Johnson poised to give Huawei access to U.K. 5G networks

Alex Morales

Boris Johnson is poised to grant Huawei Technologies Co. a role in developing the U.K.’s fifth-generation telecommunications networks on Tuesday, saying British consumers should have access to “fantastic technology.”

The decision will be made on Tuesday following a meeting of the National Security Council, Digital Minister Matt Warman told the House of Commons on Monday. The U.S. government has lobbied for Britain to ban Huawei, saying its presence in 5G networks would threaten intelligence-sharing.

Britain's Prime Minister Boris Johnson, lefts, controls a robot during a visit to the Department of Mathematics at King's Maths School, part of King's College London University, in London, Monday Jan. 27, 2020.

Culture Secretary Nicky Morgan, whose department is responsible for telecommunications, told Bloomberg earlier this month that Huawei will be kept out of “critical national infrastructure,” while leaving open the prospect the company can be involved in less sensitive areas. That message was backed up on Monday by Johnson, who said in a pooled media interview that the way forward is to ensure consumer benefits without putting security at risk.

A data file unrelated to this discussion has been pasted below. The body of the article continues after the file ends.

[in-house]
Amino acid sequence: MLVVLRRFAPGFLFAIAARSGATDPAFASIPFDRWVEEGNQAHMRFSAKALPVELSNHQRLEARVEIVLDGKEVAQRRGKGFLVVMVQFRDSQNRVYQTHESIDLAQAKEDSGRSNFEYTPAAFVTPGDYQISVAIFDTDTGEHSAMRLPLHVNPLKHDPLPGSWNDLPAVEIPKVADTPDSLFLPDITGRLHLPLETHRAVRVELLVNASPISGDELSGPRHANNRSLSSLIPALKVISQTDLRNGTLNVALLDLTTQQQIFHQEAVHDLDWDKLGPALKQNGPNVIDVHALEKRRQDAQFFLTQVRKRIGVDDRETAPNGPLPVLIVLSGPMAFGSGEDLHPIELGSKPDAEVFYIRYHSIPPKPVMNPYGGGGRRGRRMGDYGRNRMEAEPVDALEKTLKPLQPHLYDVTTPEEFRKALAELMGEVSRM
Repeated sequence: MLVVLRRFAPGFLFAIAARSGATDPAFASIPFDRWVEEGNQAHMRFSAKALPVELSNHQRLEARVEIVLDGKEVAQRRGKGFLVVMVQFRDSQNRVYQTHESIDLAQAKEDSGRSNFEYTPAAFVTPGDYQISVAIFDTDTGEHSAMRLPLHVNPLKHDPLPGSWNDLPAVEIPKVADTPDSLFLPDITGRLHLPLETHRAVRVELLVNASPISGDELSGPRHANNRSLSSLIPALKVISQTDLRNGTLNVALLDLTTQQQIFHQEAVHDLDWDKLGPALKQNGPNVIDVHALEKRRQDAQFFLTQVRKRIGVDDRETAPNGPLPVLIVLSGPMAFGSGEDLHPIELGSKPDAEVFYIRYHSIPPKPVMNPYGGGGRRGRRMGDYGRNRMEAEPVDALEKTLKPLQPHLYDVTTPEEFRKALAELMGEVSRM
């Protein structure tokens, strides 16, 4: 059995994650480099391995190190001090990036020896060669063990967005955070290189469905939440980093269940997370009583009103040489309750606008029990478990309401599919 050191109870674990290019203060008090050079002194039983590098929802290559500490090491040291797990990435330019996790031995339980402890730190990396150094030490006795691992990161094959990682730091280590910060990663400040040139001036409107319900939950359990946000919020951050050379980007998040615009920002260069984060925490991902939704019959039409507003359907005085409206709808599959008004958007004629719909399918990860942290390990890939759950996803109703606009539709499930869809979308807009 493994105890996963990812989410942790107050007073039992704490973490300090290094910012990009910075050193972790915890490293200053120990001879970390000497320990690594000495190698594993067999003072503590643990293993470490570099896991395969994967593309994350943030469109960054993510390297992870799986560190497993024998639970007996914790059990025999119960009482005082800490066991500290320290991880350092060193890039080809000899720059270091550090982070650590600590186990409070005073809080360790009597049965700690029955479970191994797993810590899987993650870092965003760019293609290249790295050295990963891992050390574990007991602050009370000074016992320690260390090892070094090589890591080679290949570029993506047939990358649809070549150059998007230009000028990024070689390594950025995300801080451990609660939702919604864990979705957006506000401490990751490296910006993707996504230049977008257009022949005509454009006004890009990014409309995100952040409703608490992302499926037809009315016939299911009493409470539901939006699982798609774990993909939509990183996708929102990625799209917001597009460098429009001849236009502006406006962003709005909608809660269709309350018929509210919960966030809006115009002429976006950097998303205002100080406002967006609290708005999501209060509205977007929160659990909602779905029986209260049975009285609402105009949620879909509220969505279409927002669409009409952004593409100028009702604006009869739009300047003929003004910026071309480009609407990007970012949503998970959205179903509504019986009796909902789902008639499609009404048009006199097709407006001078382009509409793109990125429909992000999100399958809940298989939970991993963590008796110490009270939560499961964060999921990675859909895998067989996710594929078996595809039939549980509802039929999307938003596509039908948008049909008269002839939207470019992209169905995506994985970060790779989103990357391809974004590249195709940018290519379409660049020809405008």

“We are going to come up with a solution that enables us to achieve both those objectives and that’s the way forward,” Johnson said. “There’s no reason why we shouldn’t have technological progress here in the U.K. – allow consumers, businesses in the U.K. access to fantastic technology, fantastic communications – but also protect our security interests and protect our key partnerships with other security powers around the world.”

The Huawei decision is perilous for Johnson. If he sides with President Trump and bans the company, he risks failing to equip the U.K. with the technology Huawei is well placed to provide and betraying his pledge to voters to spread ultra-fast internet services across the country. If he allows Huawei to go ahead, he faces the potential loss of U.S. intelligence cooperation and an angry backlash from the White House at a time when he’s seeking a trade deal with Britain’s closest ally.

Digital minister Warman was keen to show that the government wants to reduce Britain’s reliance on the Chinese vendor.

“There are alternatives to Huawei, and we would of course seek to use them as much as possible,” he said, answering lawmakers’ questions on Monday. The government telecom supply chain review published in July said officials will pursue a diversification strategy to support the growth of new entrants.

With assistance from Thomas Seal.